Around 20 patients have been removed from Canada’s liver transplant waiting lists, according to surveys collected by Dr. Paul Marotta, a liver specialist at London Health Sciences Centre.
Doctors say the phenomenon is due to new hepatitis C-fighting medications such as Harvoni and Sovaldi, which hit the market a few years ago and appear to destroy the disease.
He says that fewer procedures and medications could mean significant potential savings per patient.
“We would be saving several hundreds of thousands of dollars and typically in the role of millions of dollars per patient if they are not requiring a liver transplant,” Marotta said.
Hundreds of patients across Canada are currently waiting for liver transplants, and about 40 per cent of those patients have hepatitis C. To make matters worse, the health care system is seeing a crippling shortage of organs available for transplant.
Fred Burton, 58, was on a waiting list for a transplant when he was prescribed Harvoni, an antiviral combination drug designed to block the hepatitis C virus from replicating.
Within a few months, Burton’s liver was healthy. His name was subsequently deleted from the waiting list.
“I went from being on a transplant list to being a new person in 12 weeks. It’s like a second chance,” Burton said.
Dr. Marotta says that sort of dramatic turnaround marks a major step forward in treating hep C and could lead to fewer Canadian patients dying while they wait for a life-saving transplant.
But at $50,000 per patient, some doctors are unsure whether the pricey medication is worth it.
An estimated 250,000 Canadians are affected by hepatitis C, a blood-borne viral disease capable of destroying the liver. According to some estimates, treating every Canadian patient with the innovative drugs could cost more than $10 billion.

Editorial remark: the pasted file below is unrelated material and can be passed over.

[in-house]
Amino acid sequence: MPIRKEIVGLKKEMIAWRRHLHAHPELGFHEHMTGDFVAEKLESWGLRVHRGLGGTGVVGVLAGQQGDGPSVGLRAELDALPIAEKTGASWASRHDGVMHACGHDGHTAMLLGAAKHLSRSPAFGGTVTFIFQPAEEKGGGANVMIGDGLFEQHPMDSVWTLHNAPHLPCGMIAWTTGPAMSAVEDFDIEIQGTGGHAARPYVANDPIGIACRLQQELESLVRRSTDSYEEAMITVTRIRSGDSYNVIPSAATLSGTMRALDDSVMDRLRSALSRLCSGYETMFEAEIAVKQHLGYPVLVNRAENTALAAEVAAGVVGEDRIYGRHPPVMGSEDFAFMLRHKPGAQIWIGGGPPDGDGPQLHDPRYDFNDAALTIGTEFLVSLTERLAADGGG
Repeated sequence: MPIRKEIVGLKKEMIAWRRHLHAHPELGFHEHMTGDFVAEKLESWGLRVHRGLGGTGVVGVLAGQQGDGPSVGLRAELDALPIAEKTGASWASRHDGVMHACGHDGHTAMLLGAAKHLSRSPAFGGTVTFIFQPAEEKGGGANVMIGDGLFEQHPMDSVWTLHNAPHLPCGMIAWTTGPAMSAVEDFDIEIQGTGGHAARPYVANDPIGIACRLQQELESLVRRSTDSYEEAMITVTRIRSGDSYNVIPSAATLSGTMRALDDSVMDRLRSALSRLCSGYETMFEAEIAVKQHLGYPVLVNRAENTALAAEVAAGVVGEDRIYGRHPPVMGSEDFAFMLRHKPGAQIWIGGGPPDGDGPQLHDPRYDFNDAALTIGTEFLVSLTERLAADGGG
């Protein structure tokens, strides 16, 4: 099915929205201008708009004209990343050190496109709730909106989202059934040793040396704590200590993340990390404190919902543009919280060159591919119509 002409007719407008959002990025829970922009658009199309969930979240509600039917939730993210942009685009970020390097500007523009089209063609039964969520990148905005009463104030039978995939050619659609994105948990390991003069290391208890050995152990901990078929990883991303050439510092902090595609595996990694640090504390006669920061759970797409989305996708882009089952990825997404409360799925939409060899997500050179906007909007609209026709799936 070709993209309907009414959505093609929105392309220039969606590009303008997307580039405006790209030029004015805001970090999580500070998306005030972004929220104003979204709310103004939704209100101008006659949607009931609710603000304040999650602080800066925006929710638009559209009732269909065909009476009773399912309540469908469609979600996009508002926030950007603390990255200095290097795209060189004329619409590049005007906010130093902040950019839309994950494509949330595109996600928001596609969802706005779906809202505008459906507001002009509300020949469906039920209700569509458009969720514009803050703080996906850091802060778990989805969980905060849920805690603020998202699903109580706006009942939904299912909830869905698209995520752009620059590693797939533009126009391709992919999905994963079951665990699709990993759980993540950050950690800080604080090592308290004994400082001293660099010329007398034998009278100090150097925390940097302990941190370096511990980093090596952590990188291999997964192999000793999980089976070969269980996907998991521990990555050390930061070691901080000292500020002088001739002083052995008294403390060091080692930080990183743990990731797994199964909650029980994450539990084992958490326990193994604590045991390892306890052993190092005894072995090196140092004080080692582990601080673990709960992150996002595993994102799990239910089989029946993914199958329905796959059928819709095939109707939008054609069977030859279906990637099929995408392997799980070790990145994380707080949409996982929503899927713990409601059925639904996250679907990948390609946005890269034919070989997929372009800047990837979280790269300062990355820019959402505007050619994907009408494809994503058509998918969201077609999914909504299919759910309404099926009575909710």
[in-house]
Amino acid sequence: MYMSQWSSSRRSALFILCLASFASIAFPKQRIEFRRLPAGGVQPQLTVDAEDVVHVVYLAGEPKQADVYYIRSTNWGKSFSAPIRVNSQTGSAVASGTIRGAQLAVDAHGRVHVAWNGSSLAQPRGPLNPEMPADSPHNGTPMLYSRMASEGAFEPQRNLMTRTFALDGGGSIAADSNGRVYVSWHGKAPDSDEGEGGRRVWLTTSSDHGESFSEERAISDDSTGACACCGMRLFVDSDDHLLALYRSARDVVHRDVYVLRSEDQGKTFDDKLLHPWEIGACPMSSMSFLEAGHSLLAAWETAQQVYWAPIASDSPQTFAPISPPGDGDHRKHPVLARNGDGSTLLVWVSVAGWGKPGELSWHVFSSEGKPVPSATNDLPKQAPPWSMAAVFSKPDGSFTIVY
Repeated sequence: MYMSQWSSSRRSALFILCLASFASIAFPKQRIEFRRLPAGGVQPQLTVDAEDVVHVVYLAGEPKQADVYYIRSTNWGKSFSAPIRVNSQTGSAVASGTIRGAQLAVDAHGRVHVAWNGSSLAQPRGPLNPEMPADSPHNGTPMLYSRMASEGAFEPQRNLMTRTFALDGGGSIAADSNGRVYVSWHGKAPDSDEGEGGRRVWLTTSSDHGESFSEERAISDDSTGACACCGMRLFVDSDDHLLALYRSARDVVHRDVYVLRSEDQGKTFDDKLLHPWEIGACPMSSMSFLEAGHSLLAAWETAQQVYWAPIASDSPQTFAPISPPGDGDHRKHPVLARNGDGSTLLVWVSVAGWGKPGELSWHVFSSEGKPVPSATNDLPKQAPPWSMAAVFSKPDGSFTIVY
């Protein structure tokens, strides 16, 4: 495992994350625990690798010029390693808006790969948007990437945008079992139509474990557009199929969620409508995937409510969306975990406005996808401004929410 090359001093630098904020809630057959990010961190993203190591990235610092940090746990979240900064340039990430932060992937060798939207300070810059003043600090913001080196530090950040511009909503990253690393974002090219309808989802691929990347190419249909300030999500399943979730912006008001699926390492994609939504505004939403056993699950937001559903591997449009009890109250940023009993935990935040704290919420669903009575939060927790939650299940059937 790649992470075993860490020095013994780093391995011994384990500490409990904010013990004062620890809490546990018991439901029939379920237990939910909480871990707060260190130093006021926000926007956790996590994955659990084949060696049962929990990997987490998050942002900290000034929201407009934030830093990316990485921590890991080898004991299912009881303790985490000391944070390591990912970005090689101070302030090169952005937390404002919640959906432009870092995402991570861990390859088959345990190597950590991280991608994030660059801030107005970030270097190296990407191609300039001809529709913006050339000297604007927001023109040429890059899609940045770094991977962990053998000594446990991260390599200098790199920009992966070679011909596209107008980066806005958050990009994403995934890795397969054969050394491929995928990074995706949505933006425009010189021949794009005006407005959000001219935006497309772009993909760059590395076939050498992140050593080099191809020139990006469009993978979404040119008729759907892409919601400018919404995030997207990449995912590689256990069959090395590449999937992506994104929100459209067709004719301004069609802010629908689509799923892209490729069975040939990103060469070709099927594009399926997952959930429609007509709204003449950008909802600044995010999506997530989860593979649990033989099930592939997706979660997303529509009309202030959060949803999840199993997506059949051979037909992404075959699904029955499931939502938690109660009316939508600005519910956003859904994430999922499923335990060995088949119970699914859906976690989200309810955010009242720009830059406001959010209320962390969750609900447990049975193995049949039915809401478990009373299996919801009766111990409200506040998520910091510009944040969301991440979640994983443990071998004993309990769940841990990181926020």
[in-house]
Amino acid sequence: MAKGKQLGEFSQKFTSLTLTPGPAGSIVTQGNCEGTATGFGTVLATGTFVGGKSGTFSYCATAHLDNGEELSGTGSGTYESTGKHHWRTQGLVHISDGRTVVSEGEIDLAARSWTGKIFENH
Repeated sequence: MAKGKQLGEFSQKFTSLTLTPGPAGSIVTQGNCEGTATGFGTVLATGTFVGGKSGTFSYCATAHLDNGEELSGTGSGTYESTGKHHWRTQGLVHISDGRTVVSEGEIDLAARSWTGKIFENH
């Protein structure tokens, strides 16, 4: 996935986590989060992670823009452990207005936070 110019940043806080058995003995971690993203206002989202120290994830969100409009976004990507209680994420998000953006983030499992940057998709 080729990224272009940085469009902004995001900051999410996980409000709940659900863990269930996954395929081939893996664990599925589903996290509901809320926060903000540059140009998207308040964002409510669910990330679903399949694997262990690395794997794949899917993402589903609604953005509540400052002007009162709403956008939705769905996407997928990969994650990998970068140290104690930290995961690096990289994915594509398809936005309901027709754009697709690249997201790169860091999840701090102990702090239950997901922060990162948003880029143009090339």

Other doctors say it will take more time to determine all the benefits versus the budgetary considerations.
“If it really is working to this degree, it may be, but we need to have bigger numbers and a more careful analysis to see just how much of a dividend we’re getting from paying this money up front for these drugs,” said Dr. Neil Rau, medical director of Infection Prevention and Control at Halton Health Services.
The pills have opened up debate around the world about how much a government should be willing to pay for effective but costly medical treatment.
Germany and France both invested around $2 billion in the treatment. Global leaders discussed the innovative drug treatment at the recent G7 summit in Japan, with efforts to negotiate lower prices for the drugs from its makers.
Sovaldi was launched in 2013, and its first version has reportedly been effective for 90 per cent of patients with hepatitis C. A similar drug, Harvoni, is made for people with genotype 1 hepatitis C virus. Both drugs are manufactured by American biopharmaceutical company Gilead Sciences and have been approved by Health Canada.
According to the World Health Organization, hepatitis C is responsible for 500,000 deaths each year. Between 130 million to 150 million people worldwide are estimated to be living with hepatitis C.